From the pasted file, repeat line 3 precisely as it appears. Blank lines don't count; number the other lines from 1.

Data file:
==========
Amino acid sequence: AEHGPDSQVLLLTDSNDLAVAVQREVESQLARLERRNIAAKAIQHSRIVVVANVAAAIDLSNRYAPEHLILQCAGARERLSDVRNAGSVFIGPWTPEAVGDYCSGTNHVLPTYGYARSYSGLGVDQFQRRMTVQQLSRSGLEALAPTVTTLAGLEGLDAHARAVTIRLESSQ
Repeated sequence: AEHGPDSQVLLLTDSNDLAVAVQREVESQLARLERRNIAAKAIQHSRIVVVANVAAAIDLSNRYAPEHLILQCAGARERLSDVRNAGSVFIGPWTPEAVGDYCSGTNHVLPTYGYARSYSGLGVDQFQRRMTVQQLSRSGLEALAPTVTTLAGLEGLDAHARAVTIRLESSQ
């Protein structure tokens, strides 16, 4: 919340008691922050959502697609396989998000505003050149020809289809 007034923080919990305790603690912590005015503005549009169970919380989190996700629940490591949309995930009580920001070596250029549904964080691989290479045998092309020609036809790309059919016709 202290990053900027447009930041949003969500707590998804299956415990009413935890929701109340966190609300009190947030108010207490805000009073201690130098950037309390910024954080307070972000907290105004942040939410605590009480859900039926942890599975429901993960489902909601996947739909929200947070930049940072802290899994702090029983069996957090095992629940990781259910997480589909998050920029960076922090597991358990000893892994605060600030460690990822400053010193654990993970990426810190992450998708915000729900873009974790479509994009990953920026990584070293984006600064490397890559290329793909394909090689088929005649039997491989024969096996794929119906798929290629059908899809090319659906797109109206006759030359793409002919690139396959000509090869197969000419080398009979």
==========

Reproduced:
């Protein structure tokens, strides 16, 4: 919340008691922050959502697609396989998000505003050149020809289809 007034923080919990305790603690912590005015503005549009169970919380989190996700629940490591949309995930009580920001070596250029549904964080691989290479045998092309020609036809790309059919016709 202290990053900027447009930041949003969500707590998804299956415990009413935890929701109340966190609300009190947030108010207490805000009073201690130098950037309390910024954080307070972000907290105004942040939410605590009480859900039926942890599975429901993960489902909601996947739909929200947070930049940072802290899994702090029983069996957090095992629940990781259910997480589909998050920029960076922090597991358990000893892994605060600030460690990822400053010193654990993970990426810190992450998708915000729900873009974790479509994009990953920026990584070293984006600064490397890559290329793909394909090689088929005649039997491989024969096996794929119906798929290629059908899809090319659906797109109206006759030359793409002919690139396959000509090869197969000419080398009979």